Hardly a day goes by without hearing about “the next big thing.” For years, a repeat contender for that elusive, ethereal title has been Bitcoin. Whether Bitcoin really is the groundbreaking technology of tomorrow remains to be seen.
However, Bitcoin and its progeny are already raising important issues for everyone’s favorite government agency: the Internal Revenue Service.
If you haven’t already heard, Bitcoin is a cryptocurrency. The mysterious Satoshi Nakamoto outlined the innovative Bitcoin system in a white paper released in 2008. The paper describes Bitcoin as “[a] purely peer-to-peer version of electronic cash [that] would allow online payments to be sent directly from one party to another without going through a financial institution.” The payment system replaces trust in a third party, like a bank, with “cryptographic proof.” Essentially, all Bitcoin transactions are collectively recorded and verified through a public distributed ledger called a blockchain.
However, Bitcoin isn’t cash! At least to the IRS it isn’t. According to a 2014 IRS notice, “virtual currency” should be treated as property for US federal tax purposes. For example, if a taxpayer holds Bitcoin as a capital asset, they may realize a capital gain or loss from a Bitcoin transaction. The classification may seem unusual in light of Nakamoto’s original conception, but many Bitcoin enthusiasts agree with the sentiment. They see Bitcoin not as a currency but as an investment. The Bitcoin-as-cash holdouts have moved elsewhere.
The most recent Bitcoin controversy concerns the similarly named Bitcoin Cash. Bitcoin Cash is a separate cryptocurrency aimed at “fulfilling the original promise of Bitcoin as ‘Peer-to-Peer Electronic Cash.’” Bitcoin Cash was created on August 1, 2017, via a fork with the original Bitcoin protocol. Basically, the proponents of Bitcoin Cash modified the underlying mechanics of the Bitcoin software, causing a split of the aforementioned ledger into two blockchains with a shared history. Bitcoin persists while Bitcoin Cash develops in parallel.
Blockchains with a shared history bring special consequences. At the time of the split, everyone who owned Bitcoins attained an equivalent amount of Bitcoin Cash. Immediately, Bitcoin Cash started trading for about $290 per token. So, if you owned more than a tiny fraction of a Bitcoin on August 1, you might have incurred a substantial gain! What will the IRS have to say about that? And where did this value come from?
The primary concern here is income tax. Your taxable income is your gross income minus any deductions. The tax code wields a broad definition of “gross income,” which includes “all income from whatever source derived.” Commissioner v. Glenshaw Glass Co., a landmark tax case, assures us that “instances of undeniable accessions to wealth, clearly realized, and over which the taxpayers have complete dominion” contribute to income. Thus, the sudden influx of Bitcoin Cash seems like income. It provided every Bitcoin holder with an accession of wealth embodied in a valuable and tradable digital asset (with the notable exception of owners that could not access their Bitcoin Cash due to their holding method).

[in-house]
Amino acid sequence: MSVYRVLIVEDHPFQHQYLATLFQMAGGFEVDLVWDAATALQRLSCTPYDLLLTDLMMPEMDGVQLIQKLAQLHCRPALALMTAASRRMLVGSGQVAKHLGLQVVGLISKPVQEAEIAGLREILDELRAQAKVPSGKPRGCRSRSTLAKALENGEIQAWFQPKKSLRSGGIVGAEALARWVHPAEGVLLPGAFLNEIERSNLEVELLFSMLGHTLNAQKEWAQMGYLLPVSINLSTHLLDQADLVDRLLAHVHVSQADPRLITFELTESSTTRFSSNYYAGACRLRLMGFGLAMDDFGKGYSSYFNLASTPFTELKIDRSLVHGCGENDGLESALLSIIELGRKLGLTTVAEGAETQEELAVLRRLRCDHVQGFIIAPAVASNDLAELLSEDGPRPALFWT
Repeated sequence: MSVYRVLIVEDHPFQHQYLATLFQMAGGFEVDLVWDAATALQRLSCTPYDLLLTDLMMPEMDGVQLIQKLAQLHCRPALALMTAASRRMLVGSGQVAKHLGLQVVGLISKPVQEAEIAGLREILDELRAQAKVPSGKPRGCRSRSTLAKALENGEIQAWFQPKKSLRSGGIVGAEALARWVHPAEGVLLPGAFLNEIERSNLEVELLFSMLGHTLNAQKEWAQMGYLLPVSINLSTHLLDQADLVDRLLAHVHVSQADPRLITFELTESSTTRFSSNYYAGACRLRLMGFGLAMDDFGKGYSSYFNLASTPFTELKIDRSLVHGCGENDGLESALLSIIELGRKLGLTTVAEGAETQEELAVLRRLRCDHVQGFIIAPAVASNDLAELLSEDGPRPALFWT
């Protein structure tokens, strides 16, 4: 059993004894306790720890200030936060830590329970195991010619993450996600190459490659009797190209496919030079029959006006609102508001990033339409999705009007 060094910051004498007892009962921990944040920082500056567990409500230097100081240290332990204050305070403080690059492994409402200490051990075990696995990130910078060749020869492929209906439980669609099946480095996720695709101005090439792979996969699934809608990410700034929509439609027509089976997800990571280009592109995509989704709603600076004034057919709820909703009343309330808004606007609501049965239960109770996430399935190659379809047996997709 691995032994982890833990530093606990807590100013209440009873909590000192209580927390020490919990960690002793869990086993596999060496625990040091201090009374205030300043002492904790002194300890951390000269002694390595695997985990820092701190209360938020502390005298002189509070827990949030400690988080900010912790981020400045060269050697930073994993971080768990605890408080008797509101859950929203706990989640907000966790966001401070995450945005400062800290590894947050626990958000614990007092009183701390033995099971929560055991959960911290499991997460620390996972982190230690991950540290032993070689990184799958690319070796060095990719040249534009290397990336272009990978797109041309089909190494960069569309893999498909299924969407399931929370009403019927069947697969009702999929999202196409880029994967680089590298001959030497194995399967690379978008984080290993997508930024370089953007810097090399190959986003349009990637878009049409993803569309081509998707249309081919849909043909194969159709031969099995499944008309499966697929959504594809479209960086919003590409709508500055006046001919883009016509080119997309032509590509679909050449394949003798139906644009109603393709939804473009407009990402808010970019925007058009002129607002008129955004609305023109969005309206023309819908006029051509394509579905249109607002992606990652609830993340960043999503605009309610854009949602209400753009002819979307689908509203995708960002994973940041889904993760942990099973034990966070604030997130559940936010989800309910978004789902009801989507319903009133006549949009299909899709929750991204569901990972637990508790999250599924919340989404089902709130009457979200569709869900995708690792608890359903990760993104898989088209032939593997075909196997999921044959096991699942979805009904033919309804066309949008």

This windfall to Bitcoin investors has been described as “free money.” Some have compared the situation to Cesarini v. United States, a notable case in which a couple were taxed on the discovery of $4,467 inside a piano purchased at auction. The lesson: “treasure troves” count as income. Is Bitcoin Cash a treasure trove?
What if the notion of “free money” is too good to be true? It has been suggested that Bitcoin Cash’s value is derived from a loss in the value of Bitcoin. If so, then perhaps a fork in the blockchain is somewhat like a stock split (despite the obvious lack of a corporate context). The IRS doesn’t approach a stock split as a loss of value on old stock offset by the income of new stock; the only tax consequence is a reallocation of your tax basis. If Bitcoin Cash represents a diversion of value from Bitcoin, then maybe a basis distribution between the two assets would be a fitting solution.
However, unlike a stock split, the fork hasn’t left us with a clear understanding of Bitcoin Cash’s value. Its value may be the independent result of its own qualities or other market forces. Additionally, both cryptocurrencies are so volatile that any assessment of the their relative value could be too speculative to be meaningful. Treating Bitcoin Cash as “free money” may be the most administratively appropriate strategy, if not simply the most true to its nature.
Either way, Bitcoin has certainly raised some interesting questions.